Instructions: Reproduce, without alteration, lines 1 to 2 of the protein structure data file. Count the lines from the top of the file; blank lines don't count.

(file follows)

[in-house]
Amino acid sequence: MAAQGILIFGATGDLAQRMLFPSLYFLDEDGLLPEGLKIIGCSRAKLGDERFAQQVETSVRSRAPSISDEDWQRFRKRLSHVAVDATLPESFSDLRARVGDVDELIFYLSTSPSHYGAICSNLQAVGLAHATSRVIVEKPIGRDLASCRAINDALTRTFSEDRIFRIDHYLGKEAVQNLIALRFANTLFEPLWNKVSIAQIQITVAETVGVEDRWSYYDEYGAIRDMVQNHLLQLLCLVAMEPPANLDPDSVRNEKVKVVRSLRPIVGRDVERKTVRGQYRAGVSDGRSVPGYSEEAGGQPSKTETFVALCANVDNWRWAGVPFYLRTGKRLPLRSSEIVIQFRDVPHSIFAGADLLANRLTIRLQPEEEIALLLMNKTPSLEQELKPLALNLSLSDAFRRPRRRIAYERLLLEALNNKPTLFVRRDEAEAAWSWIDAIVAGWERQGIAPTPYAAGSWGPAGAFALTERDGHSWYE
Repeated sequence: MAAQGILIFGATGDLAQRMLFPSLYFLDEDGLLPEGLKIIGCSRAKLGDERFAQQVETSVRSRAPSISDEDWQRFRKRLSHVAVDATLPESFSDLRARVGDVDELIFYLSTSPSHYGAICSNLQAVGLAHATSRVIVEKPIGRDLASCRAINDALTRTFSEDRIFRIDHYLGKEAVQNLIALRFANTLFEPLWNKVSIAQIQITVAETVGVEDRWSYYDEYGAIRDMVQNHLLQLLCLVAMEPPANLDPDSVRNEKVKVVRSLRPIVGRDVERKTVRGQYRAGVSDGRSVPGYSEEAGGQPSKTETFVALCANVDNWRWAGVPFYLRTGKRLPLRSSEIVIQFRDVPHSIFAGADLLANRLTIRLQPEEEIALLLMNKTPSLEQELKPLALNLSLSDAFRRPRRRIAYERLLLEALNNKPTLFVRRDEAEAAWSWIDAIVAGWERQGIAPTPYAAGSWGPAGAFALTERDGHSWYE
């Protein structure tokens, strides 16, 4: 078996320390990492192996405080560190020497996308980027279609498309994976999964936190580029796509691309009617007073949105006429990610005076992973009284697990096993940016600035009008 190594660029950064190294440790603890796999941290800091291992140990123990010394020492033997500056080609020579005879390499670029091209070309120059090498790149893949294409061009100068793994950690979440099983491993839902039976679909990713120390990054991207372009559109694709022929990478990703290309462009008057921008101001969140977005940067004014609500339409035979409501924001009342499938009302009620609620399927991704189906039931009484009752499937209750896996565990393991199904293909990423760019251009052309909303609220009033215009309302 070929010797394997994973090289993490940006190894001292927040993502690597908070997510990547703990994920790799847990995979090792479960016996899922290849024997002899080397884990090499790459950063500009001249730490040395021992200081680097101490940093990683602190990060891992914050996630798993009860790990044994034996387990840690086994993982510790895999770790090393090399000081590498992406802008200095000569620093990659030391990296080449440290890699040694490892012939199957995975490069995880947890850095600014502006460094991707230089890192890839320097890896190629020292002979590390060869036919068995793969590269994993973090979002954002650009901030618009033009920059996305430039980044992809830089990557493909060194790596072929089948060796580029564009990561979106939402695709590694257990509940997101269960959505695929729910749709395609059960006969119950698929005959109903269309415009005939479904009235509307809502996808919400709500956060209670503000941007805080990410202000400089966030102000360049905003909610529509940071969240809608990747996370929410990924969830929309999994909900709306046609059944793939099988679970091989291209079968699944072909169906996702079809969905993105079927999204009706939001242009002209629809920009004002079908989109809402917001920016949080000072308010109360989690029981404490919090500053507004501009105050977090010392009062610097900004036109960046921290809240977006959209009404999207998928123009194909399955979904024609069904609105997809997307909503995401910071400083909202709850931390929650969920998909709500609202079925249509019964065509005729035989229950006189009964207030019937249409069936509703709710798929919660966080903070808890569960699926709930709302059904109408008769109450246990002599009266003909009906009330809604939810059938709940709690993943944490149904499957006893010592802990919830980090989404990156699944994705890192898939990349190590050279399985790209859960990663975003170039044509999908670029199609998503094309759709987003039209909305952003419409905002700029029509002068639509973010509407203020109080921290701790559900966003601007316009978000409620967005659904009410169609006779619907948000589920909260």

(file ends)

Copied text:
[in-house]
Amino acid sequence: MAAQGILIFGATGDLAQRMLFPSLYFLDEDGLLPEGLKIIGCSRAKLGDERFAQQVETSVRSRAPSISDEDWQRFRKRLSHVAVDATLPESFSDLRARVGDVDELIFYLSTSPSHYGAICSNLQAVGLAHATSRVIVEKPIGRDLASCRAINDALTRTFSEDRIFRIDHYLGKEAVQNLIALRFANTLFEPLWNKVSIAQIQITVAETVGVEDRWSYYDEYGAIRDMVQNHLLQLLCLVAMEPPANLDPDSVRNEKVKVVRSLRPIVGRDVERKTVRGQYRAGVSDGRSVPGYSEEAGGQPSKTETFVALCANVDNWRWAGVPFYLRTGKRLPLRSSEIVIQFRDVPHSIFAGADLLANRLTIRLQPEEEIALLLMNKTPSLEQELKPLALNLSLSDAFRRPRRRIAYERLLLEALNNKPTLFVRRDEAEAAWSWIDAIVAGWERQGIAPTPYAAGSWGPAGAFALTERDGHSWYE